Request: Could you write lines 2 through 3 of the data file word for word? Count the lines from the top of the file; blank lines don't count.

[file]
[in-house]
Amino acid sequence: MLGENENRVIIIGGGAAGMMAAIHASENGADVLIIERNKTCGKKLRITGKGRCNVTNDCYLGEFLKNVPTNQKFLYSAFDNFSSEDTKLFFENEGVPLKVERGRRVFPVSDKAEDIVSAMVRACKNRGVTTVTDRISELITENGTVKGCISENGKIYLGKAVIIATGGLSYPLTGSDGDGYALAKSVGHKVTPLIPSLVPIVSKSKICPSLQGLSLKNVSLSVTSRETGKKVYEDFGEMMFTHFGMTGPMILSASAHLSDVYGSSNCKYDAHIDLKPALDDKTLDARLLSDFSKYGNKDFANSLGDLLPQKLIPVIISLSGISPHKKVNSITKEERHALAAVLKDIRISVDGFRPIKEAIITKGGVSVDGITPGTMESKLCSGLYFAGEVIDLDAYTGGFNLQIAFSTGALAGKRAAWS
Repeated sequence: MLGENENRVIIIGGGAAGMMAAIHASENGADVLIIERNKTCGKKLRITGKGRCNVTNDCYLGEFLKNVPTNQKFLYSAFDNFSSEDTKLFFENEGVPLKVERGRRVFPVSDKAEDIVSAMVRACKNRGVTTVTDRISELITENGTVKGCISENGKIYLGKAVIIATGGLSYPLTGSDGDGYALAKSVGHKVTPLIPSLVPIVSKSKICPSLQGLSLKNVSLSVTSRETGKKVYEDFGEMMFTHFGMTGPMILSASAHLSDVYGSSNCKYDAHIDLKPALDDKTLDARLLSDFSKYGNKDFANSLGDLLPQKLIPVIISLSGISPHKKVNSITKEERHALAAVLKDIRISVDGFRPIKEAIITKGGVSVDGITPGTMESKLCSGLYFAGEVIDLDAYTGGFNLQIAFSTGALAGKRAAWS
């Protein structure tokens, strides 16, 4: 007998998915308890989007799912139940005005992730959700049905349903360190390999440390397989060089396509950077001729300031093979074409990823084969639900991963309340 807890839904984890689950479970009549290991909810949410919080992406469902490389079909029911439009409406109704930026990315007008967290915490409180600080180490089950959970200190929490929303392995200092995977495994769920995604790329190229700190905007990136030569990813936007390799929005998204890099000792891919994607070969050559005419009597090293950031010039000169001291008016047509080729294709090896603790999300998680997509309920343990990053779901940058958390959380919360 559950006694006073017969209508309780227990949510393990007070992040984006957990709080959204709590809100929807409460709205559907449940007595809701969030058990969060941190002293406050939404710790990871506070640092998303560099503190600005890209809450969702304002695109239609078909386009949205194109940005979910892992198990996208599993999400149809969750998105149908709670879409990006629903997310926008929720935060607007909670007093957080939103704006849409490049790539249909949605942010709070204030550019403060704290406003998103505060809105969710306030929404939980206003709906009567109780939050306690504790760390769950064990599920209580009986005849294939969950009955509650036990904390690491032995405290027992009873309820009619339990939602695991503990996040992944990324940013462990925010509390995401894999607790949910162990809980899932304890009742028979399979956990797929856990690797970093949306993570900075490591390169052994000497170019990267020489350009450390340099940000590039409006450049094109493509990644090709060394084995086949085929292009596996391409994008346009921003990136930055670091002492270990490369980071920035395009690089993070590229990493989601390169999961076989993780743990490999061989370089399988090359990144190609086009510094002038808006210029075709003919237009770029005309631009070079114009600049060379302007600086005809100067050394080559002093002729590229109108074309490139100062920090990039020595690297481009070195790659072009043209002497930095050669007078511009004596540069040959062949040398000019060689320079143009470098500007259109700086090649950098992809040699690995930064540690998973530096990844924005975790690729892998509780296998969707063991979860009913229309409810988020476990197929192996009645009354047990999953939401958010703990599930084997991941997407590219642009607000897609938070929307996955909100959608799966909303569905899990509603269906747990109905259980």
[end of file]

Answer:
Amino acid sequence: MLGENENRVIIIGGGAAGMMAAIHASENGADVLIIERNKTCGKKLRITGKGRCNVTNDCYLGEFLKNVPTNQKFLYSAFDNFSSEDTKLFFENEGVPLKVERGRRVFPVSDKAEDIVSAMVRACKNRGVTTVTDRISELITENGTVKGCISENGKIYLGKAVIIATGGLSYPLTGSDGDGYALAKSVGHKVTPLIPSLVPIVSKSKICPSLQGLSLKNVSLSVTSRETGKKVYEDFGEMMFTHFGMTGPMILSASAHLSDVYGSSNCKYDAHIDLKPALDDKTLDARLLSDFSKYGNKDFANSLGDLLPQKLIPVIISLSGISPHKKVNSITKEERHALAAVLKDIRISVDGFRPIKEAIITKGGVSVDGITPGTMESKLCSGLYFAGEVIDLDAYTGGFNLQIAFSTGALAGKRAAWS
Repeated sequence: MLGENENRVIIIGGGAAGMMAAIHASENGADVLIIERNKTCGKKLRITGKGRCNVTNDCYLGEFLKNVPTNQKFLYSAFDNFSSEDTKLFFENEGVPLKVERGRRVFPVSDKAEDIVSAMVRACKNRGVTTVTDRISELITENGTVKGCISENGKIYLGKAVIIATGGLSYPLTGSDGDGYALAKSVGHKVTPLIPSLVPIVSKSKICPSLQGLSLKNVSLSVTSRETGKKVYEDFGEMMFTHFGMTGPMILSASAHLSDVYGSSNCKYDAHIDLKPALDDKTLDARLLSDFSKYGNKDFANSLGDLLPQKLIPVIISLSGISPHKKVNSITKEERHALAAVLKDIRISVDGFRPIKEAIITKGGVSVDGITPGTMESKLCSGLYFAGEVIDLDAYTGGFNLQIAFSTGALAGKRAAWS